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California Cyber Stalking and Harassment Laws

In California, the stalking laws are included under Section 646.9 of the Penal Code, which states that any person who willfully and maliciously, and repeatedly follows or harasses another person and who makes a credible threat with the intent to place that person in reasonable fear for his or her safety or that of an immediate family member is guilty of stalking. Stalking cases may include additional related charges such as: (1) Trespassing; (2) Vandalism; (3) Burglary; (4) Criminal Threats; and (5) Obscene, Threatening, or Annoying Phone Calls.

Please keep in mind that willfulness is a standard related to the culprit’s state of mind. For example, when the person is acting purposefully, then he/she has the “conscious object” of engaging in conduct and believes or hopes that the attendant circumstances exist. If the person is acting knowingly, then he/she is practically certain that his conduct will lead to the result. If the person is acting recklessly, then he/she is aware that the attendant circumstances exist, but nevertheless engages in the conduct that a “law-abiding person” would have refrained from. If the person acts negligently, then he/she is unaware of the attendant circumstances and the consequences of his conduct, but a “reasonable person” would have been aware. Finally, if the person acts with strict liability, then mental state is irrelevant and he/she is strictly liable.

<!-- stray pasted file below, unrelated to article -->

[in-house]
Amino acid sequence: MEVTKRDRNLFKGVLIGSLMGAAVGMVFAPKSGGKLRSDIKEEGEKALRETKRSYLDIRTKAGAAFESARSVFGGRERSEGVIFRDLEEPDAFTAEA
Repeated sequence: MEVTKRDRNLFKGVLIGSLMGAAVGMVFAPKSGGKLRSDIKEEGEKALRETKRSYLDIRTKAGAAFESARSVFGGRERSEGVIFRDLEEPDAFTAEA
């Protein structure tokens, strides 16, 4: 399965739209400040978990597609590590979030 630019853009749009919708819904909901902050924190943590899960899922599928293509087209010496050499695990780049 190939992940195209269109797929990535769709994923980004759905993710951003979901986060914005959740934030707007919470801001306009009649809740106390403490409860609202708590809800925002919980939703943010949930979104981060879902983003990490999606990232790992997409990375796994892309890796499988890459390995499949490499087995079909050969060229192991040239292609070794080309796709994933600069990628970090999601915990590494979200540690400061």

In the last few years and with the emerging of the world wide web, a new kind of stalking has developed which is also called “cyber stalking.” This type of misconduct occurs when the violator utilizes the Internet, electronic mail (e-mail) or other communication devices to harass and stalk others. For example, it can occur by sending e-mails to the victim, impersonating another person in online chat rooms and e-mail messages, and disseminating lies in cyberspace. It is also important to note that the Internet is a cheap and efficient method for “cyber stalkers” to anonymously cause harm to their victims.

If you have any questions, contact me, Salar Atrizadeh, Esq. to discuss your options.